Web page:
1984 Edward Freeman considered the point at which Corporate Social Responsibility became part of mainstream management theory.
1985 The Antarctic ozone hole is discovered by British and American scientists. Two years later, 24 countries agree on the Montreal Protocol to phase out ozone-depleting chemicals.
1987 The UN’s Brundtland Commission report Our Common Future advocated for sustainable development. Sustainable development was then defined as “development that meets the present needs without compromising the ability of future generations to meet their own needs”.

The emergence of sustainable development arose out of fear that current practices would hinder the chances of present generation meeting their growing needs. Did you notice some organisations took steps towards being socially responsible? The journey has not ended, let’s continue to the third phase. This time, watch out for environmental pollution, industrial drivers (actions taken) and social framework of corporations. Let’s continue our journey once more…

1991 Sweden becomes the first nation to enact a carbon tax.
1992 172 governments participate in Rio Earth Summit focused on sustainability issues resulting in an agreement on the United Nations Framework Convention on climate Change.
1995 Royal Dutch Shell faces controversies over the execution of the “Ogoni Nine” by the Nigerian Military, and the decommissioning of the Brent Spar oil buoy in the North Sea. Three years later, Shell publishes its first sustainability report, “Profit and Principles – does there have to be a choice?”
1996 Unilever launches its first Environment Report
1997 Kyoto Protocol is adopted by the US and 121 countries with the aim to limit greenhouse gas emissions.
1998 Nike takes an active role in the foundation of the Fair Labour Association and publishes its first corporate responsibility report
1999 The Dow Jones Sustainability Indices (DJSI) are launched, becoming the first mainstream sustainable investment indices
2000 The Millennium development Goals are launched by the UN to be achieved by 2015
2000 The first full version of the Global Reporting Initiative’s Sustainability Reporting Guidelines is released.
2002 The Johannesburg Stock Exchange becomes the world’s first exchange to require listed companies to report on sustainability.
2003 Companies respond to the first Carbon Disclosure Project survey, which mobilises investors to demand the disclosure of data on corporate carbon emissions.
2006 California imposes a cap on greenhouse gas emissions, first state in the Us to do so. The next year, EU agrees to cut CO2 emissions by twenty percent in 2020 compared to its 1990 levels.
2011 The Occupy Wall Street Movement converges on New York’s financial district to protest economic inequality.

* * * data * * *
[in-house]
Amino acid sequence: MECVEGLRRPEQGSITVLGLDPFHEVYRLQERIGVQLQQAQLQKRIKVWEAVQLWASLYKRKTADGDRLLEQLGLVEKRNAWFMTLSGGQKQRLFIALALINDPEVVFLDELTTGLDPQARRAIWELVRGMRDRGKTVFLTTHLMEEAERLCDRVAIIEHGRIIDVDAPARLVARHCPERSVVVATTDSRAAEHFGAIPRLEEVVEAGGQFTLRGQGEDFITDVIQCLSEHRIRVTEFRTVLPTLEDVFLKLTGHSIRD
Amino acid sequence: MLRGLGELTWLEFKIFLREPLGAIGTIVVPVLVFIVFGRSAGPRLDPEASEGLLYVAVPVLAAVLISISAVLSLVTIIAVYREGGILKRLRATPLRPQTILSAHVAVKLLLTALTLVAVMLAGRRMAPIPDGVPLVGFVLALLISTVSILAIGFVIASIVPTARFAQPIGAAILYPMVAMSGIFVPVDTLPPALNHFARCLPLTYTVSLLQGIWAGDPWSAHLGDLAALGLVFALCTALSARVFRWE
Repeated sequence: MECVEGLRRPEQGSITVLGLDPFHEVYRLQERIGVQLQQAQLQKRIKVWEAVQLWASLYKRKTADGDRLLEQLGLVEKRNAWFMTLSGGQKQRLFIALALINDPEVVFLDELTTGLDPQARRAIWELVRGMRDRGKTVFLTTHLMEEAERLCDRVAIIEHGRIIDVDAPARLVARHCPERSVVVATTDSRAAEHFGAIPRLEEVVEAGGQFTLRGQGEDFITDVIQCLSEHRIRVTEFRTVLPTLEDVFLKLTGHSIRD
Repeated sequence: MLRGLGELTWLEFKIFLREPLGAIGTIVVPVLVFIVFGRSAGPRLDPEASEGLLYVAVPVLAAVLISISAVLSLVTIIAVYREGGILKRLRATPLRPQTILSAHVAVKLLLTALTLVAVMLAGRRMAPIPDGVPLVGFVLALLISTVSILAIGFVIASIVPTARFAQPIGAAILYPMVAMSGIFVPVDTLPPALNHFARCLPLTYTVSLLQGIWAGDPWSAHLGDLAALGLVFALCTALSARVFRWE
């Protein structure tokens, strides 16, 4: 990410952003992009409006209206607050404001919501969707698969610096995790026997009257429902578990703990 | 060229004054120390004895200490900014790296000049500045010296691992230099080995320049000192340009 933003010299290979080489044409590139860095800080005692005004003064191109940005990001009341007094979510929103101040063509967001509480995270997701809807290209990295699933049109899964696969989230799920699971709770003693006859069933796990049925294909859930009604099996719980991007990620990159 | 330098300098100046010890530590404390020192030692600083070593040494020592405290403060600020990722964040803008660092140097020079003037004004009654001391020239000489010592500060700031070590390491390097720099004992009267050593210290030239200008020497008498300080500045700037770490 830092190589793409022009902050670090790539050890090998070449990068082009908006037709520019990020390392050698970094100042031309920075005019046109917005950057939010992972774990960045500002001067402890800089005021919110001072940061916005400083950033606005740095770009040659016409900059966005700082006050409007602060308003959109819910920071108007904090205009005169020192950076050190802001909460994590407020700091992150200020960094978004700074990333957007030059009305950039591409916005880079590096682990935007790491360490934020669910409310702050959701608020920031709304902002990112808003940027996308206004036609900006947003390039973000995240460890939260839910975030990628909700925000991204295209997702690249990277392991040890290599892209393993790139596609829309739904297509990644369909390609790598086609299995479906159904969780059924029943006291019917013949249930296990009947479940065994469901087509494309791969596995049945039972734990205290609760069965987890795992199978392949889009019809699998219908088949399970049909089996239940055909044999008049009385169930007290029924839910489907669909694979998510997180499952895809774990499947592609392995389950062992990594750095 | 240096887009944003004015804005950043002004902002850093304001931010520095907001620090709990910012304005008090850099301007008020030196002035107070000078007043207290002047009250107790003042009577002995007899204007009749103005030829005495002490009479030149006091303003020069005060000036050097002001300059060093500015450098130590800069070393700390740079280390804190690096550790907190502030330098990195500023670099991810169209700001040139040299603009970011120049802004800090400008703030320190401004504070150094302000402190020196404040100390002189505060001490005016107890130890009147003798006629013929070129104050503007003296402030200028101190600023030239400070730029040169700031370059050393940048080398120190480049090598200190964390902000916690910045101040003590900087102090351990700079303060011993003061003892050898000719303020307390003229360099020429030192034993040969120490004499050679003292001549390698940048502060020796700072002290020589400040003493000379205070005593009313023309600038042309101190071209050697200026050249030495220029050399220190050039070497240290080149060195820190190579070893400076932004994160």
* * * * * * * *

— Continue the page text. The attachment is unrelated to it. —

2014 The EU issues a Directive on non-financial reporting, requiring disclosure on environmental, social and governance matters.
2014 Singapore enacts the Transboundary Haze Pollution Act, permitting the government to criminalise companies for environmental pollution.
2014 India’s CSR law requires companies to ive 2% of their profits to social causes.
2015 Paris Climate Agreement sets a global goal of limiting global warming to below 2oC
2015 The UN’s Sustainable Development Goals are launched.
2017 The UK introduces mandatory reporting on the gender pay gap, applying to all companies with more than 250 employees in the UK

This time, people started addressing the wrongdoings of the industrial companies , governments start taking actions to becoming both environmentally and socially sustainable (Sweden takes the lead by introducing carbon tax). Very close to the 21st century, companies started publishing environment report. Then came the millennial and sustained laws to push sustainability took their toll. In other words, seeds that have been planted in over four decades started having branches. These branches are producing the fruits evident in 2017 in which companies have gone past Corporate Social Responsibility referring to charity and treatment of workers and stakeholders but seeing the inclusiveness of sustainable practices in their ways of working. The governmental institutions have taken a stronger stance in sustainable development pushing corporate transparency in all sectors.

From the 17th century till date, sustainability has been evolving and shaping the future we dream of. What is your role today towards sustainability in the social, economic and technological aspects?

That was a brief introduction to the history of sustainability. If you are interested in recent development in this field and how biggest Swedish companies work with it – join us for Green Week on 27th of April to 8th of May. More information will be published on THS Future Facebook page soon. Stay tuned

Author: Oluchi Monwe together with Green Week and THS Future